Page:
Building contractors always feel the pressure to bring a job in, on, or under, budget. Choosing cheaper untested products may save the client money, but if a fire breaks out it will cost far more in lives and property. Our advice for all contractors is very straightforward: stay safe, save lives and stick to the specification. Value engineering brings with it a whole set of new risks when it comes to fire safety, for contractors and clients alike. This is one of those areas where sticking to specification, and using only third-party certificated fire doors and components, will actually reduce risk and costs for the construction industry.
By compromising the original specification in any way, a fire door installation risks catastrophic failure in the event of a fire.
There are four major areas where contractors and their clients may be most vulnerable:
Non-compliance with Building Regulations:
Not all ‘fire doors’ satisfy the Building Regulations in the way they may have used to do. Where a building is erected or extended, or has undergone a material change of use, and the Regulatory Reform (Fire Safety) Order applies to that building or extension, Regulation 38 of the Building Regulations now requires that a package of fire safety information – ‘as built’ information which records the fire safety design of the building or extension – must be assembled and given to the person responsible for the premises.
This information should include all fire safety design measures in appropriate detail and with sufficient accuracy to provide both guidance and help to the client operate and to maintain the building in reasonable safety, and is likely to include certificates covering fire doors and components. Download the Regulation 38 fact sheet.
Non-compliance with the RRO:
Everyone involved in the life of a fire door, from its specification to maintaining it in use, is responsible for that product and its role in protecting property and saving lives. But increasingly it is the client, the building owner, who is suffering the punitive fines and even jail terms for non-compliance with the Regulatory Reform (Fire Safety) Order, commonly known as the RRO. Installing third-party certificated products, and then ensuring regular maintenance checks by a qualified fire door inspector, is the simplest route to ensure compliance with the RRO.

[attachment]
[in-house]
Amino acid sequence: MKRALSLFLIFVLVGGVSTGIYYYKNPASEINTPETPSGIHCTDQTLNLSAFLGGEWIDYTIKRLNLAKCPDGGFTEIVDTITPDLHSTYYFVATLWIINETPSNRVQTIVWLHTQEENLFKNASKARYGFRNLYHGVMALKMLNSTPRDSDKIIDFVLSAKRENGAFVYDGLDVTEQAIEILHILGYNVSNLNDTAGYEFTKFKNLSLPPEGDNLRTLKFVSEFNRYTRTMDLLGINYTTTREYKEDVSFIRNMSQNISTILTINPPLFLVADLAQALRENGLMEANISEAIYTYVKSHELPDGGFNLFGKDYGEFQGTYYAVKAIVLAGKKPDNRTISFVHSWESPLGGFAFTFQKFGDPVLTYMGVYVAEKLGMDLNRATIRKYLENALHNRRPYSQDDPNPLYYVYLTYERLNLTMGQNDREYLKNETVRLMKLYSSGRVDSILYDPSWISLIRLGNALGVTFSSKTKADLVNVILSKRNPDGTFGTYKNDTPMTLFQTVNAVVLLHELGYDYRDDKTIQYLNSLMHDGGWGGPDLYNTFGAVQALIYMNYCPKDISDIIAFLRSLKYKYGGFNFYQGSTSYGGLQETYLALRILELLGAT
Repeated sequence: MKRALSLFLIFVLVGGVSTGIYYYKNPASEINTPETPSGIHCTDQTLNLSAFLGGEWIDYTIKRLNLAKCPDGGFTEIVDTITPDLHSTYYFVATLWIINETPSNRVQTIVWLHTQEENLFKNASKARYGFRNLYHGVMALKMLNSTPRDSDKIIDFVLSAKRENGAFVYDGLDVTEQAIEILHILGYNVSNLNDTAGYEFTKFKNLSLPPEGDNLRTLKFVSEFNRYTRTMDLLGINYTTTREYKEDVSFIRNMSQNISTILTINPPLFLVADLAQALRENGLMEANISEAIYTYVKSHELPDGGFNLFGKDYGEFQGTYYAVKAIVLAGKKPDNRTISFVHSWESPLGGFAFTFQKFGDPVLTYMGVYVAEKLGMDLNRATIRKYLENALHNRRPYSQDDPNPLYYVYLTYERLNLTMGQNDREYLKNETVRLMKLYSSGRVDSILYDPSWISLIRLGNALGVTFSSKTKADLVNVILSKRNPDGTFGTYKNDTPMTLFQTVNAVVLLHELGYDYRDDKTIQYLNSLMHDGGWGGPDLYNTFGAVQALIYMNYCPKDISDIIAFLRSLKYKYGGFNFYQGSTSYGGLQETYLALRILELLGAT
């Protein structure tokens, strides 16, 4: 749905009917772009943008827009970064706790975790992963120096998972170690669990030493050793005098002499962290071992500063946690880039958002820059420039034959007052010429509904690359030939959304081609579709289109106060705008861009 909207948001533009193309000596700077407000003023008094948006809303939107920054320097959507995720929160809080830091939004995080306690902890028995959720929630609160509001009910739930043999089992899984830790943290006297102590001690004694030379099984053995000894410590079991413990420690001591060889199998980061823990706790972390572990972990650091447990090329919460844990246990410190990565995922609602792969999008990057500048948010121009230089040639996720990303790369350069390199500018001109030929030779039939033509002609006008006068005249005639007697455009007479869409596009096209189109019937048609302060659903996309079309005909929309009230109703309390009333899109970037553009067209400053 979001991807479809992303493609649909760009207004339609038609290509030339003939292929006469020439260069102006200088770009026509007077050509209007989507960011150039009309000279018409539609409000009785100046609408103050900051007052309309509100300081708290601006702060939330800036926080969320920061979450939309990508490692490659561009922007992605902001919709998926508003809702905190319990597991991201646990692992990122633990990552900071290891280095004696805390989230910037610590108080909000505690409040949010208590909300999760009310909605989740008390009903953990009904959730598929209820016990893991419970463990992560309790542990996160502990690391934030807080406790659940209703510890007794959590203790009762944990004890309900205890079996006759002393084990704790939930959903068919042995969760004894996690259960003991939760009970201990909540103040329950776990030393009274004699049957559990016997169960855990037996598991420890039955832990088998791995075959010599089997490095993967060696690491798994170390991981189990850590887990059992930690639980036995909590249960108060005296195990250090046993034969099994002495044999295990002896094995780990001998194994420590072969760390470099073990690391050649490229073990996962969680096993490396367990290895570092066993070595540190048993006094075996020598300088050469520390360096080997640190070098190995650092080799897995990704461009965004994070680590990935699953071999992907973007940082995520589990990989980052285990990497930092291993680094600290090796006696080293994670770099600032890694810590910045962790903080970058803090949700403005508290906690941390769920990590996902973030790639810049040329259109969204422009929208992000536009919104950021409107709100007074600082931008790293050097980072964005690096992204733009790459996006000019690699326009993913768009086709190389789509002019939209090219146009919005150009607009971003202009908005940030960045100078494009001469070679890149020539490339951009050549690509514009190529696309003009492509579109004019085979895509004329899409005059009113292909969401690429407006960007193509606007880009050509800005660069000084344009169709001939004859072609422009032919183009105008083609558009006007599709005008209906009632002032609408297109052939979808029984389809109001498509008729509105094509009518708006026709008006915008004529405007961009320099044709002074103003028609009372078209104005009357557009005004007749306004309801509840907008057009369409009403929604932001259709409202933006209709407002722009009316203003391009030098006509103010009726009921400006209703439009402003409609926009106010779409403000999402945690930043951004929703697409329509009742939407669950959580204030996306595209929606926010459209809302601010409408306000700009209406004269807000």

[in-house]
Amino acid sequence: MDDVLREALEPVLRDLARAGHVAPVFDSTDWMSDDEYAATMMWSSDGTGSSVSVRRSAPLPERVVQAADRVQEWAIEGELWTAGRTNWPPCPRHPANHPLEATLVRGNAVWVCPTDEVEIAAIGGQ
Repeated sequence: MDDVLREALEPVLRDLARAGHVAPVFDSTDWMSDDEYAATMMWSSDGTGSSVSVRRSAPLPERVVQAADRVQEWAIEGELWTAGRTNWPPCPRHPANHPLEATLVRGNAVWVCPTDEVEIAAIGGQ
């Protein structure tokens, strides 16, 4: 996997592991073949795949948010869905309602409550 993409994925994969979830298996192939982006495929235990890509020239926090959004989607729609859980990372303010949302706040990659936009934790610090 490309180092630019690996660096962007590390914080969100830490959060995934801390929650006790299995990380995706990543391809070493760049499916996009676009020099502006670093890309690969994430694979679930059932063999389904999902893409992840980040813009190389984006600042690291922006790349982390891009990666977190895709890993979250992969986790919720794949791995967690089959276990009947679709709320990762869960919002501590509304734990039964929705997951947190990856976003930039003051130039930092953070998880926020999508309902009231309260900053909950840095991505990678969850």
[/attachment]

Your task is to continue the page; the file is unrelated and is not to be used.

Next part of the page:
Lack of adequate insurance protection:
Fire losses in the UK now run to £3.4m per day. Unsurprisingly, there is increasing scrutiny on building elements like fire doors by insurers, brokers, surveyors and loss adjustors. Leading insurers follow the advice of fire risk experts at RISCAuthority who now require all fire protection products to be third-party certificated and installed by adequately trained specialist installers. Clients are well advised to follow this advice too, in order to ensure adequate insurance protection and more affordable premiums.
Insufficient protection for life or property:
It is important to remember the simple fact that fire doors are installed to save lives.
Diligent fire door manufacturers within the BWF Fire Door Alliance Scheme work hard to design and test their products to ensure they perform in a highly specific way during a fire. Key to this point is that a fire door is not simply comprised of the door itself, but includes the associated ironmongery, windows, frame and seals. Any small change to any single component within this setup will impact upon the door’s performance.
Attempt to save costs by fitting a fire door to an un-specified frame or to replace the ironmongery, for example, and the fire door will no longer be either compliant or fit-for-purpose.
How safe are YOUR fire doors? Watch this video to find out.